Dr Motherway said that some vocal opponents of specific developments have sought to question the national case for more wind energy development in Ireland.

“Many people are concerned about renewable energy proposals in their communities. People are entitled to raise all the concerns they may have and a full and open debate is essential. However, false information only serves to worry people further.

“Frankly, many arguments have been put forward questioning the case for more wind development in Ireland which are not fact based. The evidence is very clear that wind energy is good for Ireland, bringing economic, environmental and social benefits. We must ensure we don’t throw away the opportunity to capture these benefits.”

Discussing these benefits, Dr Motherway pointed out that Ireland is highly dependent on imported fossil fuels, spending €6.5bn per year on such imports.

“This creates risk, and bleeds large amounts of money from the domestic economy. Wind and other renewables will allow us to gain greater energy independence, and massively reduce our carbon emissions as well.”

Growing our use of renewable energy is also vital for our national competiveness, giving us greater control over our energy prices, he noted.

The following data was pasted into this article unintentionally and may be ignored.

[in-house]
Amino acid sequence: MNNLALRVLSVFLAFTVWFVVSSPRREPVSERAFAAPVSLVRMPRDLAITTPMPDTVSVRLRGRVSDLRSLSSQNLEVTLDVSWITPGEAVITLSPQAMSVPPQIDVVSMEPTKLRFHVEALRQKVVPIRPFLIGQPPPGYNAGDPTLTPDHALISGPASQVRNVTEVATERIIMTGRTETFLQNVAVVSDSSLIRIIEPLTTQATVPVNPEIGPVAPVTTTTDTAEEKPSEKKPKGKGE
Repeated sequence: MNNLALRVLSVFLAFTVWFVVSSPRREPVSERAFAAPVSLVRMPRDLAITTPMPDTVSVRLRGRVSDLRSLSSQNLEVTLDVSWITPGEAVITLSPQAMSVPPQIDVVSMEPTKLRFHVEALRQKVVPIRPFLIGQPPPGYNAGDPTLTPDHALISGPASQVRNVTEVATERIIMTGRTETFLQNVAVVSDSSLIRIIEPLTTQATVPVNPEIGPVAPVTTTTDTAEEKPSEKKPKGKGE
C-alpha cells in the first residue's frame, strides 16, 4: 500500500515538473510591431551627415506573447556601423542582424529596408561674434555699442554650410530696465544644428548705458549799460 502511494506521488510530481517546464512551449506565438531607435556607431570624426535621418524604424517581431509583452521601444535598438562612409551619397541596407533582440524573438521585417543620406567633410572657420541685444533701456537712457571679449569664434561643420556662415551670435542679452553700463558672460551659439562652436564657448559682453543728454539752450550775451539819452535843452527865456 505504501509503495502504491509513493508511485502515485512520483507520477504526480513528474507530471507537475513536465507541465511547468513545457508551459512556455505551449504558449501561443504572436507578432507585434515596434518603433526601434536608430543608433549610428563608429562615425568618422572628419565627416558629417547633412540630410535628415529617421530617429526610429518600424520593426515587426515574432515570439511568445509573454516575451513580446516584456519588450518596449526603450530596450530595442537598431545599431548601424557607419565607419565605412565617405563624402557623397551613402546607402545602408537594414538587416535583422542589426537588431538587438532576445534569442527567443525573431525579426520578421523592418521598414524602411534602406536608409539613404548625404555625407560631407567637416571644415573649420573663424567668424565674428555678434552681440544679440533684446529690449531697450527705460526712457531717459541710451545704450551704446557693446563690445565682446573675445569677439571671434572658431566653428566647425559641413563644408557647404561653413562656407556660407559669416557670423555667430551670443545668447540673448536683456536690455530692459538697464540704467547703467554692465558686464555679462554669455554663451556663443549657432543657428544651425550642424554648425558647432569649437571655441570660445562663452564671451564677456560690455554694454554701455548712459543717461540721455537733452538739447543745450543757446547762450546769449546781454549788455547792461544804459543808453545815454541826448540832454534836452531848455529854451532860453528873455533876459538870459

“Less reliance on fossil fuels gives us greater certainty on our energy prices, rather than leaving us at the mercy of international commodity price rises. It also helps attract foreign investment, as more global companies seek access to clean energy as part of their location decisions.”

Dr Motherway was speaking at the publication by SEAI of Renewable Energy in Ireland, which shows good progress towards our renewable targets with over 7pc of Ireland’s energy demand coming from renewables in 2012 resulting in €250m less expenditure on imported fossil fuels.

European Commission Announces Climate Change Package

Last week the European Commission announced its proposal for a climate change package that includes new targets for renewable energy, GHG emissions, and energy efficiency. Along with policy focusing on efficiency in both building and transport, targets aim for a 40% reduction of GHG emissions from their 1990 levels, and a 27% share of renewable energy for the EU as a whole.

The package, to be proposed to the European Council in March, removes renewable energy mandates for individual countries after current targets are met, which call for a 20% emission reduction and 20% renewable energy share by 2020. In 2011 the European Union reached a 12.7% share of renewable capacity, and in 2012, had reduced emissions levels by 18% compared to 1990 levels.